Television ads heat up race for Minnesota’s 8th Congressional District
DULUTH -- In Stewart Mills’ campaign ad for the 8th District Congressional seat, the Republican candidate sports orange hunting gear and touts his family’s hunting camp doctrine: “Instead of complaining,” Mills says in the commercial. “I’m going to fight to fix (Washington).”
The ad has been running since May. Incumbent Democrat Rick Nolan admits Mills’ television presence has narrowed the race into a fight that has drawn the attention of national observers.
Nolan’s campaign ads began last week. In one, he’s canoeing on his farm property in Crosby, Minn. He’s firing a rifle. Like Mills, Nolan is wearing hunters’ orange.
“Stop wasting taxpayer dollars on so-called nation-building overseas,” Nolan says in his commercial.
Both major party candidates in the 8th District race will tell you: in a race as close as theirs, television matters.
“Roughly 30 percent of the people, they’re too busy,” Nolan said. “They’ve got family and kids and Little League and church. They make a living. They don’t have time to watch the evening news. So those are the people you have to reach by television. They’ll sit down and watch ‘The Mentalist,’ or ‘So You Think You Can Dance.’”
While both candidates have been the subject of political action committee ads attacking the office seekers, it’s their own campaign ads that attempt to tell voters who they are.
Mills’ hunting camp doctrine ad is 30 seconds of simple and straightforward storytelling. Mills said the message began organically, shortly after he decided to run for the 8th District House of Representatives seat in 2013.
“It came very naturally,” Mills said. “I was giving a speech in 2013 and I was introducing myself to the voters. Somebody asked me, ‘Why are you running?’ I didn’t get a chance to finish, because they were calling me to speak, so I got up and said, ‘I’m running under the hunting camp doctrine.’ I was pretty much speaking right to the guy who asked me the question.”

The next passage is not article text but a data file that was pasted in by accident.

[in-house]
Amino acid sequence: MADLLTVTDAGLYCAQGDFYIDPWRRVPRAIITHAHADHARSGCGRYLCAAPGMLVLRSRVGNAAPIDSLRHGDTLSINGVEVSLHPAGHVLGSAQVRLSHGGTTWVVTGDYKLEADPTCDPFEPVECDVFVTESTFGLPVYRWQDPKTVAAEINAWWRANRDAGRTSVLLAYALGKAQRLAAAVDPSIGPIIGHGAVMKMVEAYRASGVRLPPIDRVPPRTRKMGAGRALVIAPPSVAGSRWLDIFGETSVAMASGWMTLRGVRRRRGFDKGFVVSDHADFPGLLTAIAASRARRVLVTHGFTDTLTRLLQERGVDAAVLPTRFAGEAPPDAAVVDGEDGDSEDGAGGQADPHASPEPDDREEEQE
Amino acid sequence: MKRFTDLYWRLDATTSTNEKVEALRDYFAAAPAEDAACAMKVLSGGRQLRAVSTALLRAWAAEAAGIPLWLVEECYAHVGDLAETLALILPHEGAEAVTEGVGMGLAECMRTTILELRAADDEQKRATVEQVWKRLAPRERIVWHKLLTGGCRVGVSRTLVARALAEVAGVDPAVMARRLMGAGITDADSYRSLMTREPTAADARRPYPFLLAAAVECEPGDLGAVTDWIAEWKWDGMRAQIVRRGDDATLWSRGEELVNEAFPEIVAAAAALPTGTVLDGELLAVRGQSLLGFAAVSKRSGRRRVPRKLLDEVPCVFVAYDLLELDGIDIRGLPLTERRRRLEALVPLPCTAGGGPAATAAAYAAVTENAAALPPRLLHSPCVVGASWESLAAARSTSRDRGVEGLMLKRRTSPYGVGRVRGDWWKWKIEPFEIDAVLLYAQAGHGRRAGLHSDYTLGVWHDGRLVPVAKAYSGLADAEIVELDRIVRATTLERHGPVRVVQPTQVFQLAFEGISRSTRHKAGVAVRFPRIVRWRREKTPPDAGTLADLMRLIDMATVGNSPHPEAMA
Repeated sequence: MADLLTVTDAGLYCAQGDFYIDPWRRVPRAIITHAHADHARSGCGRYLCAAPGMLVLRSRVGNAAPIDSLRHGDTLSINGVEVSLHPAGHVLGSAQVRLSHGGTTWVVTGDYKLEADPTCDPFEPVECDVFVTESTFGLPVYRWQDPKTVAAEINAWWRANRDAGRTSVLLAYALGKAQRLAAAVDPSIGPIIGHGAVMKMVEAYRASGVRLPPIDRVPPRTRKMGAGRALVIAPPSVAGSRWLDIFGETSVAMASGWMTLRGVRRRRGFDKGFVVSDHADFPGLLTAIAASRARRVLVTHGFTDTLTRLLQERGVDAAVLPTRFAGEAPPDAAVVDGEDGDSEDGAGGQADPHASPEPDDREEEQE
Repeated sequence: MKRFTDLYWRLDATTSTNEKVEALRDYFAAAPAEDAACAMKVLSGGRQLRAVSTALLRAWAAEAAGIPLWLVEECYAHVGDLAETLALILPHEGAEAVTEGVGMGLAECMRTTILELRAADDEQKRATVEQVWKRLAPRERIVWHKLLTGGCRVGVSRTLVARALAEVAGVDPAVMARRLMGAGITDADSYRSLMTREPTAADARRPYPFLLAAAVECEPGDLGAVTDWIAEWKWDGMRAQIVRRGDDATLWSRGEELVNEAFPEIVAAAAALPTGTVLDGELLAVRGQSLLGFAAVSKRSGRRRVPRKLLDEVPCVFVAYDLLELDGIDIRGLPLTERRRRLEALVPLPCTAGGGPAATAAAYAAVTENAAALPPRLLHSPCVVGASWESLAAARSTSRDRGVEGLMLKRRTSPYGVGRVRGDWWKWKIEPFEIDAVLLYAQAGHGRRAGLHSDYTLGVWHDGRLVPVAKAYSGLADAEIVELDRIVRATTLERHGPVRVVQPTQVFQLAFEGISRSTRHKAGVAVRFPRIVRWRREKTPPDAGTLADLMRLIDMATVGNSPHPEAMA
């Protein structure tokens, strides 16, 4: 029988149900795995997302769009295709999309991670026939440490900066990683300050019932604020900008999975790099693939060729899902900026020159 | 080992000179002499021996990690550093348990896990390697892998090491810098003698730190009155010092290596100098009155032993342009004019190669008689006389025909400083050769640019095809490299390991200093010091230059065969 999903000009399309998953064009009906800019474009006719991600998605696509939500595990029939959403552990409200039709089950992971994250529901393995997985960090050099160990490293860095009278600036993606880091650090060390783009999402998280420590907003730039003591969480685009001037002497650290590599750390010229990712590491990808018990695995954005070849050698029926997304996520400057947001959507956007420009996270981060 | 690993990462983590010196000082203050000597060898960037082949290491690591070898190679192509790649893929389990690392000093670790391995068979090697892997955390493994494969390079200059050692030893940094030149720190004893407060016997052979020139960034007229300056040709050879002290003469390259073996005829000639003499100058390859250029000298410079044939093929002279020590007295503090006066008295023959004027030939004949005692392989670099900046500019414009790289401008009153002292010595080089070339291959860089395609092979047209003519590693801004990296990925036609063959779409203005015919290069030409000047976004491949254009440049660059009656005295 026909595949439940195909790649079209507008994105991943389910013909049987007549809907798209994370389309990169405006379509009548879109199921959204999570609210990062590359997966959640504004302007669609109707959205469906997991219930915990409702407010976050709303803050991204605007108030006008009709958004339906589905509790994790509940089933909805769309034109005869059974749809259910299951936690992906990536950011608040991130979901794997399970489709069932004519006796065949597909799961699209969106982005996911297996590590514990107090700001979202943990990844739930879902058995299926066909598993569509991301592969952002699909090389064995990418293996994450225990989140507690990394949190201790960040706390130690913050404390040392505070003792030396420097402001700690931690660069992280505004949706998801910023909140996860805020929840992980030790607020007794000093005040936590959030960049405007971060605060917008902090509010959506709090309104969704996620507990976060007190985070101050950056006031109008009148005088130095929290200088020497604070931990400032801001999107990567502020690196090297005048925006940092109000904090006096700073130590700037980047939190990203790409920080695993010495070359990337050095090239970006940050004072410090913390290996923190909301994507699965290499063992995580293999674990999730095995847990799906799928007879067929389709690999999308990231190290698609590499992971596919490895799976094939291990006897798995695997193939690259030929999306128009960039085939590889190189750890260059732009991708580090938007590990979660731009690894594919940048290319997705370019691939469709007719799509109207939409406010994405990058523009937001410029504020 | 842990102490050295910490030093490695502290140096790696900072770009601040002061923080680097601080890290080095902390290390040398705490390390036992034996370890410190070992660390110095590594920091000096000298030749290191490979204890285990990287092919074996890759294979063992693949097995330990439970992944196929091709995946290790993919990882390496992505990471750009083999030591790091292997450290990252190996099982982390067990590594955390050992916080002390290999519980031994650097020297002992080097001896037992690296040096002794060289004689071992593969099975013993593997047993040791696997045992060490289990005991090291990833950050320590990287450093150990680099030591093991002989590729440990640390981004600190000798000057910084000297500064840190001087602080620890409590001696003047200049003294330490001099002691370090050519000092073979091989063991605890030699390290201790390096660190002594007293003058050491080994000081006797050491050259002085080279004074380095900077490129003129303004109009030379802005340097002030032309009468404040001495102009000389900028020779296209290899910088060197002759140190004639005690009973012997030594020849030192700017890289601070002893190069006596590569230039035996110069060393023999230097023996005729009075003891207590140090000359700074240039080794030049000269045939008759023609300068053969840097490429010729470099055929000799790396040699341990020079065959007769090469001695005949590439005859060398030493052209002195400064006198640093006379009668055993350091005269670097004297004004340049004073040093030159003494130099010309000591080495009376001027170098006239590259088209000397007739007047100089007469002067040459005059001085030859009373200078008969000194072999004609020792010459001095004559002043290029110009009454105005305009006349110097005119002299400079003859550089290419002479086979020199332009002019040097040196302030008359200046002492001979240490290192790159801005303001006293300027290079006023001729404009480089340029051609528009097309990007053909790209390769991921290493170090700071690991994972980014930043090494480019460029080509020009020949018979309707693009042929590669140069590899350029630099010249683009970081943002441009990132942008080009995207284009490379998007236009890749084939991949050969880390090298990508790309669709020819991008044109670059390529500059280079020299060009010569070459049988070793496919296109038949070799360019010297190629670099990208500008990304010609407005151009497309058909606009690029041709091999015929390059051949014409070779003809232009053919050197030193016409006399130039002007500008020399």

The story goes that Mills complained about the food the first time he went hunting with his father, who took Mills aside and explained how the hunting camp works: you complain about something you get the job.
“The rest of the audience reacted so favorably to it that we’ve used it as the central talking point to answer, ‘Who are you? Why are you doing this?’” Mills said. “That answers the question. It would only play in Minnesota’s 8th District. I don’t think I could go anywhere else in Minnesota or anywhere else in the country and people would respond as well to it.”
Nolan concedes that Mills’ television presence is effective.
“We are in a close contest with this guy,” Nolan said. “We weren’t until they started spending money on all these ads.”
Nolan said his campaign couldn’t afford television ads to start until just before Labor Day. His ad is visually appealing; there’s greenery everywhere, perfect water for canoeing, and a shot of Nolan clutching his wife Mary around her shoulders. But it’s the snippet of Nolan firing a rifle that particularly looks to counter Mills, who has been touting his defense of the second amendment as a key leg to his campaign platform.
“I am one of you,” Nolan said in describing his ad. “I bought logs from the loggers. I delivered pallets to the manufacturers. I hunt. I fish. I pick my own rice. I tap maple syrup. We actually live in the country.”
Nolan, 70, is seeking his second consecutive term in the Nov. 4 election, having previously served as a congressman for the 6th District from 1975-81. Mills, 42, is vice president of Mills Fleet Farm, a family-owned company with more than 30 retail stores throughout Minnesota, Wisconsin and Iowa. Both candidates reside in the Brainerd lakes area.
Minnesota’s 8th District runs from the top of the state’s Duluth/Lake Superior Arrowhead region, encompassing sizeable mining, timber, lakes and tourist country, to the northern suburbs of Minneapolis-St. Paul.